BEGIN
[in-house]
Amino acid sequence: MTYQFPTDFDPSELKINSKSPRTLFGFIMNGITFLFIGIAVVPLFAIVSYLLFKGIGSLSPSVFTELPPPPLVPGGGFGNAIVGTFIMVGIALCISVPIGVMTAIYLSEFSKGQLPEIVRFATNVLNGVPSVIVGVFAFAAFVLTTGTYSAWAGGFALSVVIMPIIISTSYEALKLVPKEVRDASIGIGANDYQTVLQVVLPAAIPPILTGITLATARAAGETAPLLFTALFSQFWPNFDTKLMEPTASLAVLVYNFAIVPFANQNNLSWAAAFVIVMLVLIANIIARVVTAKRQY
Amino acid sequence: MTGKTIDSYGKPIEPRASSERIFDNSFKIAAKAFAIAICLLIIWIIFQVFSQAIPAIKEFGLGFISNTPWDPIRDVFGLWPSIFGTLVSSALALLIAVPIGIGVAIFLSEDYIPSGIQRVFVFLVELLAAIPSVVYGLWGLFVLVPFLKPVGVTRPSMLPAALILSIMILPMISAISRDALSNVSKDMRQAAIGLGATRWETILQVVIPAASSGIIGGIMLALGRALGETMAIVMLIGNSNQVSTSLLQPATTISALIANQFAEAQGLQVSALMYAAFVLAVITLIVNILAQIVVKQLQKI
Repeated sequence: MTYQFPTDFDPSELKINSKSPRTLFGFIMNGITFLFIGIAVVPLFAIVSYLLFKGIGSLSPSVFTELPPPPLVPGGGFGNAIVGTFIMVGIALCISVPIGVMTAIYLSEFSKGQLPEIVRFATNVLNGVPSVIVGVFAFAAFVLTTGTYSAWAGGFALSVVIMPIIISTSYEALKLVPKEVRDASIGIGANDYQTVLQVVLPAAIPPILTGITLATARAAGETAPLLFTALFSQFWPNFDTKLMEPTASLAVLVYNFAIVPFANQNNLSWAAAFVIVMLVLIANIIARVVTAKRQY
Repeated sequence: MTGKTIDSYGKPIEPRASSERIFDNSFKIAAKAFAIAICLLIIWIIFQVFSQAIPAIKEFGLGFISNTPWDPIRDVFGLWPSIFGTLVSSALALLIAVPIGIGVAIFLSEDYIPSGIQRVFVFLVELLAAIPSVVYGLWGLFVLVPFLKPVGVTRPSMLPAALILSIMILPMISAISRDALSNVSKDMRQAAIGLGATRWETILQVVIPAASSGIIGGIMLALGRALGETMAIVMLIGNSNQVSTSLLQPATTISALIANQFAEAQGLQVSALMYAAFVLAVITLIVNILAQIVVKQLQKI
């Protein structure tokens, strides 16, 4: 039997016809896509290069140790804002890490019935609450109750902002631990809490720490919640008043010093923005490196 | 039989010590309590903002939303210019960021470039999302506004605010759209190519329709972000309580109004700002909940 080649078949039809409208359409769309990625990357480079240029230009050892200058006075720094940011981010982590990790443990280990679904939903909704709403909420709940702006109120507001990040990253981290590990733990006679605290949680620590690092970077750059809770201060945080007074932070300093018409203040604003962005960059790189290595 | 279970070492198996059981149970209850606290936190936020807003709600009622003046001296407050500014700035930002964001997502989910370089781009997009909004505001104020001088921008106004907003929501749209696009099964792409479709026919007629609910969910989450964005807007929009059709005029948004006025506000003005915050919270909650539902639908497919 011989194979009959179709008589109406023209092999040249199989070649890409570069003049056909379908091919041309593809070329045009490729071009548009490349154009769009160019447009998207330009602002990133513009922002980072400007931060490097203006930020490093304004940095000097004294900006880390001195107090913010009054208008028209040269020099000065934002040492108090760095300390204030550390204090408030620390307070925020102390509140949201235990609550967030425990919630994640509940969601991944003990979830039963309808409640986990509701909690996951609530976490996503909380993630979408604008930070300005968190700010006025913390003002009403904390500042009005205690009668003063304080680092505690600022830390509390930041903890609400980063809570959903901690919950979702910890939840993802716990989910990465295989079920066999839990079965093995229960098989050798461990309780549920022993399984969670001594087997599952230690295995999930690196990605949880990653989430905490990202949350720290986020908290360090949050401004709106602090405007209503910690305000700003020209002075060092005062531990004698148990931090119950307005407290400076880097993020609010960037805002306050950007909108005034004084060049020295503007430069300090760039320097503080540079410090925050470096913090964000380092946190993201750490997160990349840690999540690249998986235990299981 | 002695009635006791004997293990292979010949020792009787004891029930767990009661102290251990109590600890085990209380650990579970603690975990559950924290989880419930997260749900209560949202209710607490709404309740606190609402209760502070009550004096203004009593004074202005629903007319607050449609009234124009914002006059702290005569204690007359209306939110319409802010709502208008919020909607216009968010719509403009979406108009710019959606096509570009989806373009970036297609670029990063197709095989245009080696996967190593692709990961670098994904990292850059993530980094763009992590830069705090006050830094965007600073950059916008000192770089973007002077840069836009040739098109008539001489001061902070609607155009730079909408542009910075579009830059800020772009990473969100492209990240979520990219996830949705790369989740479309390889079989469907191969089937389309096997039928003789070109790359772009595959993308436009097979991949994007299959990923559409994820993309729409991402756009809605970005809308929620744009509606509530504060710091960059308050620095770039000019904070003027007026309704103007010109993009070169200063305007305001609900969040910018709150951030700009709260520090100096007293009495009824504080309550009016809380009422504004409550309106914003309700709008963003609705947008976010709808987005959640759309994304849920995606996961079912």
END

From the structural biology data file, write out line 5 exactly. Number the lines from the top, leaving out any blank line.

Repeated sequence: MTGKTIDSYGKPIEPRASSERIFDNSFKIAAKAFAIAICLLIIWIIFQVFSQAIPAIKEFGLGFISNTPWDPIRDVFGLWPSIFGTLVSSALALLIAVPIGIGVAIFLSEDYIPSGIQRVFVFLVELLAAIPSVVYGLWGLFVLVPFLKPVGVTRPSMLPAALILSIMILPMISAISRDALSNVSKDMRQAAIGLGATRWETILQVVIPAASSGIIGGIMLALGRALGETMAIVMLIGNSNQVSTSLLQPATTISALIANQFAEAQGLQVSALMYAAFVLAVITLIVNILAQIVVKQLQKI